Business Venture Blog
This is where we post about business, ventures, law, and business venture law.
Anything interesting, really.
Anything interesting, really.
The Legalization of Marijuana: Opportunities for Entrepreneurs
In April 2017, the federal government introduced the Cannabis Act (Bill C-45) to legalize and regulate the production, distribution, sale and possession of Cannabis. The legislation has not yet been enacted, but legalization will open up significant new markets for startups. This is a unique opportunity, as the Canadian economy does not often spawn an entirely new industry very often.
Most case studies on marijuana startups come from businesses that operate in the United States, where medical marijuana is available in 20 states, while recreational marijuana is legal in Colorado and Washington. Although there are significant differences in the opportunities for finance between companies which operate in the United States in comparison to their Canadian counterparts, there are still important lessons for Canadian entrepreneurs seeking to enter this industry based on the countless marijuana startups in the USA that have attracted interest from investors.
There are many reasons why investors who have never backed a cannabis company before are now looking at investment in this field as increasingly viable. First, compared to other startups, the marijuana business will be able to leverage one important advantage. While most startups often face the need to create a demand or educate their potential customer base, marijuana startups face no lack of demand. Accounting firm Deloitte posits that 22% of the Canadian adult population consumes recreational marijuana on at least an occasional basis, with a further 17% showing some willingness to try it if it were legal. A total marketplace of 40% of the adult population is an enticing proposition for entrepreneurs. In light of such demand, it will not be surprising to see significant investment funnelling into the cannabis industry.
The sheer variety of business and industry opportunities is another attraction for investors to cannabis startups. For example, take a look at Eaze, an early stage company that offers medical marijuana delivery, helping their 800,000 customers order cannabis on demand. It has been described as the “Uber of Weed,” and currently operates in more than 100 cities within California. At this time, Eaze has raised $51.5 million over 5 funding rounds. Eaze gets a cut of each sale but does not actually sell cannabis itself, instead acting as an intermediary between the customer and the dispensary. A business doesn't even need to touch the plant to have success, as there are ancillary opportunities including firms that provide security for marijuana dispensaries.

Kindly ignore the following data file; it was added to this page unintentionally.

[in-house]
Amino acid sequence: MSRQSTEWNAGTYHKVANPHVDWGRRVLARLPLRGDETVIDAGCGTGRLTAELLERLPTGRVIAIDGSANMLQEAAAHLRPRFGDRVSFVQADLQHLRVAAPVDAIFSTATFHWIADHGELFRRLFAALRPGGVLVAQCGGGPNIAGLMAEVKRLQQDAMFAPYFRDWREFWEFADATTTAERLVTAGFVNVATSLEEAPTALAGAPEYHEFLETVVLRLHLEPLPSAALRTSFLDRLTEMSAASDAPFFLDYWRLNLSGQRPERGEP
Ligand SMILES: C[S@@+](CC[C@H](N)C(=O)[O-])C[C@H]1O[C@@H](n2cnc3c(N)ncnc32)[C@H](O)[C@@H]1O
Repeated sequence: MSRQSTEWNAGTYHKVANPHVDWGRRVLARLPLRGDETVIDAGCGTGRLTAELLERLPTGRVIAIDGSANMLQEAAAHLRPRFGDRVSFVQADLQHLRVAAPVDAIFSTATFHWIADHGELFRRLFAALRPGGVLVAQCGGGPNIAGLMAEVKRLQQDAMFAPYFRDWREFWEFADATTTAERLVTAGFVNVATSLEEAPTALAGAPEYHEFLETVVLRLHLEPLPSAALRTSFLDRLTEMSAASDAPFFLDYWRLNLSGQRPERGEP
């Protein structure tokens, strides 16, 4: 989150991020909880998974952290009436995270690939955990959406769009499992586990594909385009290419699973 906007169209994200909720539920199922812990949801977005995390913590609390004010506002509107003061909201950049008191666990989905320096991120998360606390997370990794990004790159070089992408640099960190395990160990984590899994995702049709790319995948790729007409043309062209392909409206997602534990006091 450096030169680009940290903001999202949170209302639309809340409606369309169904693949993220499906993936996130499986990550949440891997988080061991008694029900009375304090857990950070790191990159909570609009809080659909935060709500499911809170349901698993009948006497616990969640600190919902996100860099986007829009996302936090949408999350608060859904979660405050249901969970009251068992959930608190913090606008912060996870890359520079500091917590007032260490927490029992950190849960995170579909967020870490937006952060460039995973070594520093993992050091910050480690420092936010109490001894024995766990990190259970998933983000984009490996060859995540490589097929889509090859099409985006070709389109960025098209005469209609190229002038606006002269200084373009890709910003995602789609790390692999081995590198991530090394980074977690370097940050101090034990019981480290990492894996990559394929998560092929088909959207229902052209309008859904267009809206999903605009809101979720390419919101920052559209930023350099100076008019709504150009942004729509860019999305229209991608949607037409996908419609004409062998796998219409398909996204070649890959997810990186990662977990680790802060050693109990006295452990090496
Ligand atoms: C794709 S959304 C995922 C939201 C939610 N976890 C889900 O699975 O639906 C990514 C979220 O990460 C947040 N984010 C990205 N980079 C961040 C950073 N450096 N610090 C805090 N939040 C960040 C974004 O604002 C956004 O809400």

Another attraction to cannabis startups for investors are the rapid valuation shifts that take place in a very compressed time period. There is often liquidity in these markets, whether through the public market or private market, and this gives a diligent investor the opportunity for good returns, especially when considering the businesses involved and the opportunities that could arise if they succeed.
The cannabis industry also has the potential of bringing capital and expertise from a wide variety of previous businesses. Cannabis touches on a range of business enterprises, from marketing to retail, science, agriculture, food, health and pharmaceuticals. This gives investors who have experience in other industries an advantage, as they can use and share their knowledge from other areas and serve as both investors and advisors. As the profit potential for marijuana-related businesses increases, it will not be surprising to see diverse sources of capital enter this market.
Despite the questions surrounding the legal and regulatory framework that will govern the cannabis industry in Canada, the bottom line is that legalization will represent a significant revenue opportunity for Canadian businesses and entrepreneurs that do things right and work within the confines of the legislation.
Hussein Ghandour is a 3rd year law student at the University of Calgary and is working with the BLG Business Venture Clinic for the 2017/2018 year.